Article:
The haste with which Caffe Nonna corrected this small but crucial problem bodes well for this promising and eminently likable restaurant. So while I’m at it, and while we are all still speaking, I have three more, very important words for Caffe Nonna: less is more.
It’s the menu, you big lugs. At dinner, Caffe Nonna offers four appetizers, four salads, six pizzas, 11 entrees, and a section called mix-and-match pastafour different pastas that can be teamed with your choice of four different sauces. With a kitchen smaller than many homes boast, a bare-bones cooking staff (there’s no room for any more), and 40 seats, it is absolutely impossible to execute a menu of that size with any degree of consistency.
Was it any wonder that the calamari appetizertouted as crispy friedwas rubbery, cold, and greasy? Should we have been surprised that the salad greens had not been thoroughly dried, allowing the dressing to slip right off onto the plate? We scooped up the yummy topping on the Tuscan bruschetta but left the icky, soggy bread on the plate. The toppings on the calabrese pizza were also excellent, but the crust had crisped too long.
Entrees fared better in the execution, though we were perplexed at some of the selections. Lamb shank, one of Maggipinto’s specialities, should not make an appearance until the weather cools considerablylikewise, the pork chops with hot and sweet peppers. There are three chicken entrees, two too many. The lasagna is of the cheesy, meaty variety, great comfort food in January, too heavy for late summer.
Speaking of the seasons, we were also puzzled by one ingredient that was missing in actionfresh tomatoes. In one form or another, they should have been on nearly every single plate. Hello? Has anyone been to the Farmers Market lately? Hmm, guess not. Danielwho cooks at lunch and dinnerprobably hasn’t been out of the kitchen in weeks.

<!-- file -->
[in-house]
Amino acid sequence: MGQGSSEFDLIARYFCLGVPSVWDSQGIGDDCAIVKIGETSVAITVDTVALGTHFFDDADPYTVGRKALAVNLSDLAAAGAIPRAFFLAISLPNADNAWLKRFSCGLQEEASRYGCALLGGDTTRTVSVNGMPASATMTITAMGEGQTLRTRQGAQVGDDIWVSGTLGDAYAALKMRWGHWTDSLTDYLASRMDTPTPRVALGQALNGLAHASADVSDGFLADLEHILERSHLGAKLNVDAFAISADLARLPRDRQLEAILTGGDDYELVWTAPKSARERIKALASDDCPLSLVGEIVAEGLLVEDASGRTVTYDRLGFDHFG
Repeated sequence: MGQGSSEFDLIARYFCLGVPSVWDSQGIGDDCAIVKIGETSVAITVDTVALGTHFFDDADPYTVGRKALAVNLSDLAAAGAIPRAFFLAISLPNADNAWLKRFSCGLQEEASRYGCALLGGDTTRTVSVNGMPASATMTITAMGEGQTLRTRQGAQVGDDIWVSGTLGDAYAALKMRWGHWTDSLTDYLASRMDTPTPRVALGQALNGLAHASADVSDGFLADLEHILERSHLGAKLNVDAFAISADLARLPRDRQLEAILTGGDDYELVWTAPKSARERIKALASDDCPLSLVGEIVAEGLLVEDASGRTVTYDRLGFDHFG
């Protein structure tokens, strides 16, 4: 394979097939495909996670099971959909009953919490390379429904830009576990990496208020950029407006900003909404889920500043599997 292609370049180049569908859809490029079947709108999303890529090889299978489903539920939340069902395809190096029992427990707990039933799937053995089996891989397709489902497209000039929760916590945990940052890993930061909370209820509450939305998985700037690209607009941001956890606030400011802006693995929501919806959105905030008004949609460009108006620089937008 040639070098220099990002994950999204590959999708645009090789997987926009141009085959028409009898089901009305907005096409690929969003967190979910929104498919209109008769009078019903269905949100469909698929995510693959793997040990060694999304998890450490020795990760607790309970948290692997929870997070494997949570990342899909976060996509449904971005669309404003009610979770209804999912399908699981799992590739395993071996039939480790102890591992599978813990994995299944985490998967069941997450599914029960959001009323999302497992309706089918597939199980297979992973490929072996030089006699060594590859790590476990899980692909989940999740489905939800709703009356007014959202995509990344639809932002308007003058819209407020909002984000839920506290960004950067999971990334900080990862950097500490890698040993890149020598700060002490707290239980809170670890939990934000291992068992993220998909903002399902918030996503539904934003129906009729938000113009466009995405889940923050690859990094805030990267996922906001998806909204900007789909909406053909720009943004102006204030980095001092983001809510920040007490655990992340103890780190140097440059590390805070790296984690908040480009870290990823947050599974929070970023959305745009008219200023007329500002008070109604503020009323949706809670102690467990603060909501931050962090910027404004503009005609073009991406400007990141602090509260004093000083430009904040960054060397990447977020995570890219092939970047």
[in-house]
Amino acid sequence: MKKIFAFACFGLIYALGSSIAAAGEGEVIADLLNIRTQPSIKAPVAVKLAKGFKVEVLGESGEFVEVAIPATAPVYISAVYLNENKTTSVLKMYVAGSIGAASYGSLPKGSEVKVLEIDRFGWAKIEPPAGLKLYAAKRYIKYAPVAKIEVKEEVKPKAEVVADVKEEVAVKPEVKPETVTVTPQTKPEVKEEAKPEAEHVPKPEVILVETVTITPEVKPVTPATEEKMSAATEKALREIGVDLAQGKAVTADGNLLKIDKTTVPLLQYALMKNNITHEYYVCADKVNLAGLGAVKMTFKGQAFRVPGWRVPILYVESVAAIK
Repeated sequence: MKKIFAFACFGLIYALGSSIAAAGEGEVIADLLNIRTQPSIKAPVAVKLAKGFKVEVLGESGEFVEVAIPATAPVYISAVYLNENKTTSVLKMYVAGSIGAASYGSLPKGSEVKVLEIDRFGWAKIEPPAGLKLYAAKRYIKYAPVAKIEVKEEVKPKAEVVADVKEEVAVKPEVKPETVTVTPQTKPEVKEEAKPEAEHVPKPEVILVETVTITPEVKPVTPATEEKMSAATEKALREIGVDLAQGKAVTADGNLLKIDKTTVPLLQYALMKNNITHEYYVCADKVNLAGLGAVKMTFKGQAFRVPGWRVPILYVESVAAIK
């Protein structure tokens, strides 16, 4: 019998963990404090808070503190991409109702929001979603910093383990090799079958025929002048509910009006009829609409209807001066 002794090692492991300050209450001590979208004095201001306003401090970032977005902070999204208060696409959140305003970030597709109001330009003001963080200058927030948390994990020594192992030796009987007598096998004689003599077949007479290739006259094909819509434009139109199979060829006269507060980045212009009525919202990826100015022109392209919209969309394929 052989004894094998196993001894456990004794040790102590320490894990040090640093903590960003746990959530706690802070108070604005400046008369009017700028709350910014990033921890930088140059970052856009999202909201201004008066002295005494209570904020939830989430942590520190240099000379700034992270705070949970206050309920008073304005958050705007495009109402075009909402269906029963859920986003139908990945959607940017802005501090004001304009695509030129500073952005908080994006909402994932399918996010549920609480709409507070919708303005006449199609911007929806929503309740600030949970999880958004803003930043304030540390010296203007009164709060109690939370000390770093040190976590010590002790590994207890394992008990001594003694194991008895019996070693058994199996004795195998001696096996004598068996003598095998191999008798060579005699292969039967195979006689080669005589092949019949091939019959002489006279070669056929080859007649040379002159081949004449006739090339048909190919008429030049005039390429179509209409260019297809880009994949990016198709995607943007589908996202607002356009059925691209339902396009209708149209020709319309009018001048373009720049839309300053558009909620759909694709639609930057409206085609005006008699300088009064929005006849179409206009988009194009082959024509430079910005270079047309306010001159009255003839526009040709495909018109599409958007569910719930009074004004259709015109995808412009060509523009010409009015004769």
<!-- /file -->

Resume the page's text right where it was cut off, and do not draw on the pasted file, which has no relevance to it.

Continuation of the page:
Lunch, by the way, was superb and showed what Caffe Nonna is capable of when the menu is pared down and there aren’t 40 people ordering 40 different things all at once.
Here’s my advice: Get rid of the menus, though the covers are awfully cute. Get a blackboard, get some chalk, and start writing: Two appetizers. Two salads (save the faboo Riviera for lunch only, along with the mix-and-match pastas and panino sandwiches). One plain pizza and one pizza of the day. Six entrees, including three or four pastas, depending on what’s fresh, available, and seasonal. Keep the three excellent desserts. Let Daniel do what he does best and don’t beat him to death with his own sauté pan.
That’s it. Badabing. Badaboom.
Of course, if it were that easy, everybodyincluding my friend and Iwould do it. It’s very, very hard to open a restaurant. But why make it harder?
When my friend next visits, the first place I’ll take her is Caffe Nonna, where she can get a picture of what’s possible in Nashville these days. By then, I have high hopes Caffe Nonna will have gotten the big picture too.